South Africa’s International Girl Footballer Relies On Food At School Feeding By Cheryl Roberts

24 May

I’ve written about it and mentioned often on social media about the struggles of South Africa’s black and working class girls in sport; their battle against the odds to participate in sport, enjoy sport and achieve. In our South African society of unemployment and inequalities, their struggles are real and exist. In almost all sports in South Africa there will be black and working class girls struggling to get money for transport to training and matches, to get playing shoes and pay registration fees.

Today and for many days, weeks and months, in a working class neighbourhood in Cape Town, a teenage schoolgirl footballer walks out of her humble home, at about 7 in the morning, on her way to school knowing that she will not only learn new information but also get some food to eat. That’s because 16 year old girl footballer Mische Minnies has parents who are both unemployed, no life savings to rely on and no income to buy food and sustain the family daily. They rely on handouts and help received sometimes and randomly from friends and people aware of their family situation.

Mische is at a high school in Mitchells Plain in Cape Town. She plays for a women’s football team where the coach has helped and does sometime help with some food and groceries to ensure the unemployed family gets by. Mische is a talented girl footballer. Last year, she got selected to play for South Africa’s under 17 girls football team and helped the SA u17 team qualify for the girls football world cup. She scored goals for South Africa, with football management seemingly unaware how she struggles to get food daily when she’s not at a national football camp.

For over a year, Mische’s mother and father are just unable to clinch employment that will bring in some money and help them survive in this harsh neo liberal South African society that batters working class people much more than it supports them. The electricity at their rented family home is off because they need money to buy prepaid electricity.

I spoke to Mische’s father today, asked how it was going and he said: ‘I’m out here in the rain in Mitchells Plain, picking up plastic bottles and selling them to try get some money for food today.’ And Mische, I enquired about? He tells me: ‘Mische went to school where she will get some food today because they feed them at school’.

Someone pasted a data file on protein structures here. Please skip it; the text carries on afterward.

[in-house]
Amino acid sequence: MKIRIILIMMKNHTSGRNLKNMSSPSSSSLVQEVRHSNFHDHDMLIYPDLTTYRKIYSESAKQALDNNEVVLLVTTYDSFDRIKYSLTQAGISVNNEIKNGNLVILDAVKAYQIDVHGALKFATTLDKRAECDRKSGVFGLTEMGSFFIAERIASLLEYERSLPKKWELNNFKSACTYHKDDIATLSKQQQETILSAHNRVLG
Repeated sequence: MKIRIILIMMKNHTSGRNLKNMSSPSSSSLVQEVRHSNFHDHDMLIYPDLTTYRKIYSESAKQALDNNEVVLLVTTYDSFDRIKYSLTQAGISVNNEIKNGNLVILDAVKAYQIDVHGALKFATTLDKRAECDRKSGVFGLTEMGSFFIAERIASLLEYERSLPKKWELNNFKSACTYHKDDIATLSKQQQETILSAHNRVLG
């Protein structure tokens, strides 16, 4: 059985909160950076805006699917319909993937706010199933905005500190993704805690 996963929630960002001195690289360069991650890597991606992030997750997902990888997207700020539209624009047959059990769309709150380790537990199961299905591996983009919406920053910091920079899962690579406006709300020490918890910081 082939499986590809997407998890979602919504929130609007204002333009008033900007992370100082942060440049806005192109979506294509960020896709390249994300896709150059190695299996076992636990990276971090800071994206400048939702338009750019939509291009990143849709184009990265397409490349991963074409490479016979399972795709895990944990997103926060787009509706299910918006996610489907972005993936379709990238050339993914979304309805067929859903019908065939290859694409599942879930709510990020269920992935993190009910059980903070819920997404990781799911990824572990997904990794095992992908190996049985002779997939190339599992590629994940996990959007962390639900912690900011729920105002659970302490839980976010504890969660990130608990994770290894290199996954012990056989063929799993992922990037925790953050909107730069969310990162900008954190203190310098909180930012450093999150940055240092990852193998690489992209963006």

I ask about Mische’s football training and he says: ‘Mische goes to training but I spoke to the club to let her come to training once a week because of transports costs. The club does give Mische some transport money but on the really hard days, Mische tries to help us with some food money and gives us her transport money some days and then she misses training that day.’

Such is her football talent that Mische was selected to attend SAFA’s high performance girl football school in Gauteng where the girl’s living and educational expenses are taken care of by SAFA. ‘Mische’s mother and I were very happy when Mische got selected to go to high performance. It meant she would be looked after nicely because we been struggling for long and Mische been going without food sometimes for long now,’ said Mr Minnies, himself an avid football supporter and volunteer  grassroots coach and administrator.

Six months after being at SAFA’s high performance centre, Mr Minnies got the shock phone call from SAFA’s high performance management that Mische would not be returning to the high performance centre. ‘They told me Mische’s schoolwork wasn’t up to standard and she was coming back to Cape Town. Mische went from Afrikaans instruction at school to English learning. When I saw Mische’s June exams report I saw there was nothing wrong with her report. Then they said Mische wanted to come home. I was so disappointed because now I knew Mische was coming back to struggling for food. But I couldn’t get good enough reasons from there at high performance why they were sending Mische home. Then they selected Mische to play for SA under 17 team.’ explained Mr Minnies.

Recently Mische attended a national training camp for u17 girl footballers. She just got told to be at the airport to take the flight to Johannesburg. No shuttle service for transport to the airport was provided by SAFA to get the girl footballer to the airport. SAFA didn’t even enquire if the girls needed transport to the airport and back home from the airport. ‘Ay, that was a big problem for me. I don’t have a car, had no money and couldn’t get Mische to the airport. I had to beg someone to please take Mische to the airport and beg again to have her brought home from the airport. At least, she ate nicely at the national training camp. But then she came home to no food, again,’ said Mr Minnies.

This unemployed family plight is real, harsh and sad. They not the only unemployed family in Cape Town and South Africa struggling like this. I’ve been calling for a national fund for girls and women to be established; a fund that will help working class girls in sport. Sports federations must be sensitive, aware they are providing sport in a society of inequalities. Paid sports administrators must not assume because they sit in an office and get paid salaries that all is okay with girls playing for national teams, especially when the girls are black and working class.

16 year old Mische Minnie from Mitchells Plain in Cape Town is expected to play a pivotal role for South Africa at the under 17 girls football world cup in Uruguay, later this year. At this moment, Mische is hoping to get some food to eat to get by whist dreaming of her football games. That’s the reality of being a black and working class girl in sport in capitalist South Africa.


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